Indoors in the winter, provide adequate humidity for your Phals.  If you see shriveling aerial roots, the humidity is too low.  Invest in a humidity gauge and aim for 40-70 percent humidity.  If your house is dry in the winter, you can use a humidifier in the area to raise the moisture.  You can also place plants on grids above trays of water to add humidity in the winter.

Blooming Phals

My phals all bloom beautifully each year by reducing the night temperature to 58-60 degrees, beginning in September for 3-4 weeks. The cooler autumn night temperatures will initiate the growth of flower spikes.  Some species Phals don’t respond to temperature drop.  See the Species Culture Notes.  It’s also very important to reduce fertilizer; I switch from ½ to ¼ tsp per gallon and naturally as the temps drop I water less often because the plants are not drying out as rapidly. 

If you wish to stake the spikes, begin this process when the spikes reach about 6 inches.  They become more difficult to bend and shape the longer they get. 

Species Phal Culture

As with many species orchids, water quality is very important.  If you’ve tried species phals before without success, perhaps there’s a tip here to help you.

         Doritis Higher light than Phals, 1500-2000 fc.  Best to have overhead light when they go into spike in the Summer as                             

         spikes can become quite tall.  Reduce watering in winter.  Bloom in late summer.  Doesn’t require cooler night temps.

Phal bastianni  This phal needs higher light, 1500-2500 fc , or almost Cattleya light if there’s good air movement.  Reduce water in winter, but there is no dry rest period.  Blooming is March-May.  Don’t cut off old inflorescences as they can branch and produce more flowers and/or keikis.

Phal cornu-cervi  This phal requires higher light to bloom, 1200-1500 fc summer, and 1500-1800 fc winter.  Give light until leaves become light yellowish green.  Reduce water in winter.  Can tolerate cool night time temps.  Summer blooming.  Size: leaves on a mature plant 5-9 inches long.

Phal chibae This phal from Vietnam is a warm grower, with winter temps of 84-61 and summer a bit warmer.  In habitat there’s a distinct dry period in winter and early spring.  In cultivation, plants should dry out between waterings, and watering reduced for 2-3 months in winter to early spring.  High humidity in summer and a little less in the winter.  In the natural environment, light is highest in the winter, 2000 fc and more protection from sun in the summer.  Bloom time is April through June.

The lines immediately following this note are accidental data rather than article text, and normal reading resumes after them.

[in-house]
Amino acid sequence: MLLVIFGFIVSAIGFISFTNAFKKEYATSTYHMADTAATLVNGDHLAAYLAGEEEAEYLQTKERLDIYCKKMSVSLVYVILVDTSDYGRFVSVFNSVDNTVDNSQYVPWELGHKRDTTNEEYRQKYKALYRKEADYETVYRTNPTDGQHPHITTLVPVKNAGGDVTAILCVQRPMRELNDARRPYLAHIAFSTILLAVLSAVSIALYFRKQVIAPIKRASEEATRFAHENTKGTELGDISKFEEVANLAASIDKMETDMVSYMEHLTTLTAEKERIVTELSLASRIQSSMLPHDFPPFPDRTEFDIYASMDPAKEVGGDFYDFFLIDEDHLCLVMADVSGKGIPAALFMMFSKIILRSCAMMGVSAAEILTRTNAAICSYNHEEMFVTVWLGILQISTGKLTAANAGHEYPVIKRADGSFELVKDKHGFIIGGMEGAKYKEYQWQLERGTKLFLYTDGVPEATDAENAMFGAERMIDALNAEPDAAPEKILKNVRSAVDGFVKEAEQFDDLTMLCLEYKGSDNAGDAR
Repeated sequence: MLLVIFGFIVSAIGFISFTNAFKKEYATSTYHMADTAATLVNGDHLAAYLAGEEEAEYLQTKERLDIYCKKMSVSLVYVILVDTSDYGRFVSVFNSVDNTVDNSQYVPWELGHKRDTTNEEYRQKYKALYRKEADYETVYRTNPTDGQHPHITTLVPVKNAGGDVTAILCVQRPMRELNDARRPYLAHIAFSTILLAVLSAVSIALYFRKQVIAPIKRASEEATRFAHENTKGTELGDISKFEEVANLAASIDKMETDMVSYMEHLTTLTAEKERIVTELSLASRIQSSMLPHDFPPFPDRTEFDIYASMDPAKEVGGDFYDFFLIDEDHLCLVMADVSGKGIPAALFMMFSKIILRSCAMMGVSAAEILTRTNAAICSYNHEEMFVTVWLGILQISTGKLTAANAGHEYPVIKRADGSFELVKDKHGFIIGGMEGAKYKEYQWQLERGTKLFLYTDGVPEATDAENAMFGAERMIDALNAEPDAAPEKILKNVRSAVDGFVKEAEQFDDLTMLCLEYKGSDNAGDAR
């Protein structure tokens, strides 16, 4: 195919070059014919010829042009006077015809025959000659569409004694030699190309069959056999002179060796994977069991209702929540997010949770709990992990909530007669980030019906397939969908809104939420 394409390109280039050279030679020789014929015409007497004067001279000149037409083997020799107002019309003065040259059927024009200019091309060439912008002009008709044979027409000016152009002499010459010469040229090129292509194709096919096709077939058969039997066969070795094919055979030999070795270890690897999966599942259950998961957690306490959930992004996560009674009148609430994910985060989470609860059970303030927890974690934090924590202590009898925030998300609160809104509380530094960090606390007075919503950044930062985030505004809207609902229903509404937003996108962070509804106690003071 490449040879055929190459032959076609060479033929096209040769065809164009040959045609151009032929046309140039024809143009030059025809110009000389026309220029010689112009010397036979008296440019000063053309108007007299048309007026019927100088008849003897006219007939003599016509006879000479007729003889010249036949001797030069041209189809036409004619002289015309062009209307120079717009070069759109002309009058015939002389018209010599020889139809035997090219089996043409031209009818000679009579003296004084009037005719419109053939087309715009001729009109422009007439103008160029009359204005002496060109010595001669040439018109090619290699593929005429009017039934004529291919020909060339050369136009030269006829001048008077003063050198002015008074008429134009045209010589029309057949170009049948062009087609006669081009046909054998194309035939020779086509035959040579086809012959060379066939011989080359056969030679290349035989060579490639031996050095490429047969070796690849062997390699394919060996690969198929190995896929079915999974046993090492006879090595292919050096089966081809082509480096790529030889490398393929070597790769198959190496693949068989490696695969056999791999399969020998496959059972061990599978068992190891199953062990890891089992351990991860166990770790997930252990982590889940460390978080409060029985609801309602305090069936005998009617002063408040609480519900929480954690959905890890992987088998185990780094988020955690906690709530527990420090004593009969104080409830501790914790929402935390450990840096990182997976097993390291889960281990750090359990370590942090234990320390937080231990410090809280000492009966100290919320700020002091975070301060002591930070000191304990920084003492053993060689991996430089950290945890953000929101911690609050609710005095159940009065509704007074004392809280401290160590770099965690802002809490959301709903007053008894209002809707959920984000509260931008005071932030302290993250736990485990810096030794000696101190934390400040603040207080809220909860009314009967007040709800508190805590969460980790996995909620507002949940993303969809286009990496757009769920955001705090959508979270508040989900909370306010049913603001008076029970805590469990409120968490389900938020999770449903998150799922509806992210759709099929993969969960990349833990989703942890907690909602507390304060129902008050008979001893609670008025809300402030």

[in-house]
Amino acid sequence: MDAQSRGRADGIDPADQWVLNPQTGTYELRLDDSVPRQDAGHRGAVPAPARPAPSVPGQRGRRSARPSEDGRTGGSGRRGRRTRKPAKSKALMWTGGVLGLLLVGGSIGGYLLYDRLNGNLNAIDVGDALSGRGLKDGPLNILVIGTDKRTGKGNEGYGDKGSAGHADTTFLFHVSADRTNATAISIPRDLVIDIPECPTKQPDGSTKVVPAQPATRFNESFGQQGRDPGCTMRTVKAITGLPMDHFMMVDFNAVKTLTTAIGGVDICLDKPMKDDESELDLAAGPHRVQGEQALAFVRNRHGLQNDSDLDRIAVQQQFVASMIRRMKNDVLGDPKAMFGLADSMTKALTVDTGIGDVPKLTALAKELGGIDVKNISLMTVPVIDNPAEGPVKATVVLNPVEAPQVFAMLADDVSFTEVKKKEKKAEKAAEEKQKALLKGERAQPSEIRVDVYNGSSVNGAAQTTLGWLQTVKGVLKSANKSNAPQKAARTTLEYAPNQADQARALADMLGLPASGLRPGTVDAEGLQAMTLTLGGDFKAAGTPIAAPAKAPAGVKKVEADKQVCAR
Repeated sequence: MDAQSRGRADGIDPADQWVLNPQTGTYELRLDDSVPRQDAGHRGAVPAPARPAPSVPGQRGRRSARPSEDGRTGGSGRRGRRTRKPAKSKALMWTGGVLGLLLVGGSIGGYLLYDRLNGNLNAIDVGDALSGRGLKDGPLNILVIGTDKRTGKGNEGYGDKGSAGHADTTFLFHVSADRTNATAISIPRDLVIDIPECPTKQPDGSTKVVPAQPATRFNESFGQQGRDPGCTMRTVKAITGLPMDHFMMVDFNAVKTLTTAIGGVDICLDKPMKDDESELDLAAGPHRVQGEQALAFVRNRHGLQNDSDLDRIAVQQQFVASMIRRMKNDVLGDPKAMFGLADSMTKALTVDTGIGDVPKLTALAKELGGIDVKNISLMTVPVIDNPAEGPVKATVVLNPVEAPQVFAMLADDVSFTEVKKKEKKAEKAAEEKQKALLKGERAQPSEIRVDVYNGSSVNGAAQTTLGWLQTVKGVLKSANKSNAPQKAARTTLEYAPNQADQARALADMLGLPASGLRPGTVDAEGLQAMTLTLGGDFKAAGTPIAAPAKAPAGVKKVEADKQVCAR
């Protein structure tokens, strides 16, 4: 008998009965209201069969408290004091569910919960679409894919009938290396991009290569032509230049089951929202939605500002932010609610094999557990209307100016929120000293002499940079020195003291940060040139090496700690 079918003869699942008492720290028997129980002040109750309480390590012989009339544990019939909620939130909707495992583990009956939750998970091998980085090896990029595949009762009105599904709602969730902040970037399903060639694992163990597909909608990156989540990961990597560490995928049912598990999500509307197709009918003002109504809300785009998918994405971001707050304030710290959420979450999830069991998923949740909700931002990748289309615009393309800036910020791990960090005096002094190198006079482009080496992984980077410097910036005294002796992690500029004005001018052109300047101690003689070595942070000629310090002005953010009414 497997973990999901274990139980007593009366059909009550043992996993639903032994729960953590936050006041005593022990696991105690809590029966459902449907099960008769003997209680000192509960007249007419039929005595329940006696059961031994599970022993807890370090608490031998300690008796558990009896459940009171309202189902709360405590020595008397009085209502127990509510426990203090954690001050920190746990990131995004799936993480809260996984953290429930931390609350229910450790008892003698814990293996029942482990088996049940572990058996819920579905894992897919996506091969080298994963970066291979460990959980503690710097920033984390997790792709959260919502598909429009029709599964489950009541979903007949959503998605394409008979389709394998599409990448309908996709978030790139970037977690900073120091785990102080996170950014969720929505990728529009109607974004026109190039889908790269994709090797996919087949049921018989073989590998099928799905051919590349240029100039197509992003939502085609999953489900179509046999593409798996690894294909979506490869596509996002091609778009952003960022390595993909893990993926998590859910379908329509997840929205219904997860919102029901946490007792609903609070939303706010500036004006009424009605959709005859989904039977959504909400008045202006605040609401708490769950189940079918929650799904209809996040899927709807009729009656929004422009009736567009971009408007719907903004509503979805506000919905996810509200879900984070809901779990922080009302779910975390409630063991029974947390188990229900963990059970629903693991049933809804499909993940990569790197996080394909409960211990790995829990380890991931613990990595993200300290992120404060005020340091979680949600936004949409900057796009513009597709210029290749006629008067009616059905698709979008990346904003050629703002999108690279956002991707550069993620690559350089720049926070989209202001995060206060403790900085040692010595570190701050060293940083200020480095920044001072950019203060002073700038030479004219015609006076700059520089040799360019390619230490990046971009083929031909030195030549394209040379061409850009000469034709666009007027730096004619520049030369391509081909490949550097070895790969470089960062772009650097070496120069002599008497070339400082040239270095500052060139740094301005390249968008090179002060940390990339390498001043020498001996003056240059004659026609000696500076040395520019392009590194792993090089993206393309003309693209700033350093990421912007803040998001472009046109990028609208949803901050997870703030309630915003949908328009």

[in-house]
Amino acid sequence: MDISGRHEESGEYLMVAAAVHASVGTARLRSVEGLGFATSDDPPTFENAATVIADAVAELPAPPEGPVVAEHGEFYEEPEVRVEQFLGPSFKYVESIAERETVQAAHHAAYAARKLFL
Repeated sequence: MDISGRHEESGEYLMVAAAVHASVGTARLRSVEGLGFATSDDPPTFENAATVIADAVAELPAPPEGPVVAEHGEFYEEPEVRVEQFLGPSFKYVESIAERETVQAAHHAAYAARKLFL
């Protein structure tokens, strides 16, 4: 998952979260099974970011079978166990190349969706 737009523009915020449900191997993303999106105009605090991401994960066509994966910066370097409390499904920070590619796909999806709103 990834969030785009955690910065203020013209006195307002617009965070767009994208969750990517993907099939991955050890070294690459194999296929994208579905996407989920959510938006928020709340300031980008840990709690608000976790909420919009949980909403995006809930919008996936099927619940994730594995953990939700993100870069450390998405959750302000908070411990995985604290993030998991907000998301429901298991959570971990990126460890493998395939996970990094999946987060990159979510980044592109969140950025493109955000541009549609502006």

Phal deliciosa (Kingiella philippinensis),  Warm growing, with winter temps of 81day, 64 night. Dry rest in winter, reduce watering after new growths mature in the fall, and allow roots to dry between waterings.

Phal equestris likes 1000 to 1200 fc light in summer, increasing to 1200-1500 fc in winter. Some growers report that this species likes a drier rest period in the winter, but I haven’t found this to be true.  Don’t cut old inflorescences as they can branch and produce more flowers and/or keikis.

Phal gibbosa, Reduce water in the late Fall for 2-4 months.  Provide good humidity at all times.  Does well mounted.  Likes cooler winter temps with a high of 70 and low of 58.  From Vietnam, near Hanoi.

Phal hieroglyphica This is a warm-growing phal that should never dry out completely.  Winter temps are a bit cooler, but not below 61 degrees.  This is a late summer and fall bloomer.    It doesn’t need the temperature drop to initiate a bloom spike.  Average Phal light of 1000-1200 fc.  Don’t cut off the old spikes as these are viable for 4-5 years and will re-bloom as well as make keikis.

Phal lobbii and parrishii,  Eastern Himaylayas, India (Assam and Sikkim), Myanmar, Bhoutan, Vietnam, flowers winter and spring.  Hot, wet summers and dryer, cooler winters.  Plant can be deciduous in the wild if exposed to cold and drier weather.  If kept slightly damp in the winter, they will retain leaves.  They require more light than most phal species.  Grow mounted with 60-80 percent humidity.  Fragrant.  Spritz only in the winter.

Phal mannii,   This phal needs very low light, 800-1,000 fc, and a 3-5 month cool, dry rest with misting only.  Winter temp: 70-80 with nights 46-56.  Increase light a little in winter. Flowering is initiated by rest period..  Grows well mounted. 

Phal pulchra needs high light, almost Cattleya light to bloom (2000-3000 fc), otherwise only produces keikis.  Give light until leaves are light yellow-green.  Don’t cut off inflorescences as they will re-bloom for several years.  Plants produce long inflorescences with keikis common and only a few, long-lasting waxy, bright dark pink flowers in the summer. 

Phal schilleriana  has a distinct rest period of 2-3 months in the winter.  No fertilizer.  Keep media on the dry side druing this period.  Water less frequently.    Plant can go dry between waterings, or if mounted, just mist roots. Too much watering and the roots will rot.   A little higher light in winter, 1500-1800 fc. This phal flowers during the cooler, drier period.

Phal stuartiana  This plant needs to be kept warm, not below 62 degrees.  Don’t water with cold water.  Does not need a dry rest period, but reduce watering somewhat during winter months.


One response to “Aug. 8, 2010 Program – Presenter, Susie Hanna: My Experience Growing Phalaenopsis

  1. I have just read your article from the Aug. 10th program and enjoyed it very much. I am new at raising orchids and I really enjoy them. I have phals and two cattelyas. My cats are doing great and all have spiked. I am somewhat unfamiliar with what the cats look like when they are getting ready to bloom but guess time will teach me. I live in the Kansas City Area and am looking forward to the KC Orchid Society Show in Feb. Once again, I really liked your article as it was written so a beginner like me could understand what you were saying.